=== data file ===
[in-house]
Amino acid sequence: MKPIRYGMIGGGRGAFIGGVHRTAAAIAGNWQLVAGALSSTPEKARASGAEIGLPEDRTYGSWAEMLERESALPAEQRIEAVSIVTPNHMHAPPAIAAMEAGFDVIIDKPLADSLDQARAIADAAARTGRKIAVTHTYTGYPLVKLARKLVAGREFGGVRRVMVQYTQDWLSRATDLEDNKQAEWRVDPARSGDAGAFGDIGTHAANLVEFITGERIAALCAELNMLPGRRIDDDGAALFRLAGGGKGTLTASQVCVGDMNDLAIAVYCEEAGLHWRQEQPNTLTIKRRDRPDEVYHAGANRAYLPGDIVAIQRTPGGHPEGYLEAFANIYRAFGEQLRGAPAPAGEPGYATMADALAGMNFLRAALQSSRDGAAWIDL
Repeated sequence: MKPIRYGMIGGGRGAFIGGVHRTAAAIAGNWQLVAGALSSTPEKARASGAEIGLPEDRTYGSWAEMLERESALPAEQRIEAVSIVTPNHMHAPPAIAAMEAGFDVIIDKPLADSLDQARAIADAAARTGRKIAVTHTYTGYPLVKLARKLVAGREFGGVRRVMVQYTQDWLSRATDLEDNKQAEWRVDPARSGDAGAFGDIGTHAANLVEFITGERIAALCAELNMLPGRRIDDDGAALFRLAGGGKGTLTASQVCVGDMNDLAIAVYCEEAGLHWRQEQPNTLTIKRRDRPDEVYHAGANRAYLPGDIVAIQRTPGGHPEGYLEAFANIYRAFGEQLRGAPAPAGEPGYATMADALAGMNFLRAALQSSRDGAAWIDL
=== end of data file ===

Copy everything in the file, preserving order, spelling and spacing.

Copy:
[in-house]
Amino acid sequence: MKPIRYGMIGGGRGAFIGGVHRTAAAIAGNWQLVAGALSSTPEKARASGAEIGLPEDRTYGSWAEMLERESALPAEQRIEAVSIVTPNHMHAPPAIAAMEAGFDVIIDKPLADSLDQARAIADAAARTGRKIAVTHTYTGYPLVKLARKLVAGREFGGVRRVMVQYTQDWLSRATDLEDNKQAEWRVDPARSGDAGAFGDIGTHAANLVEFITGERIAALCAELNMLPGRRIDDDGAALFRLAGGGKGTLTASQVCVGDMNDLAIAVYCEEAGLHWRQEQPNTLTIKRRDRPDEVYHAGANRAYLPGDIVAIQRTPGGHPEGYLEAFANIYRAFGEQLRGAPAPAGEPGYATMADALAGMNFLRAALQSSRDGAAWIDL
Repeated sequence: MKPIRYGMIGGGRGAFIGGVHRTAAAIAGNWQLVAGALSSTPEKARASGAEIGLPEDRTYGSWAEMLERESALPAEQRIEAVSIVTPNHMHAPPAIAAMEAGFDVIIDKPLADSLDQARAIADAAARTGRKIAVTHTYTGYPLVKLARKLVAGREFGGVRRVMVQYTQDWLSRATDLEDNKQAEWRVDPARSGDAGAFGDIGTHAANLVEFITGERIAALCAELNMLPGRRIDDDGAALFRLAGGGKGTLTASQVCVGDMNDLAIAVYCEEAGLHWRQEQPNTLTIKRRDRPDEVYHAGANRAYLPGDIVAIQRTPGGHPEGYLEAFANIYRAFGEQLRGAPAPAGEPGYATMADALAGMNFLRAALQSSRDGAAWIDL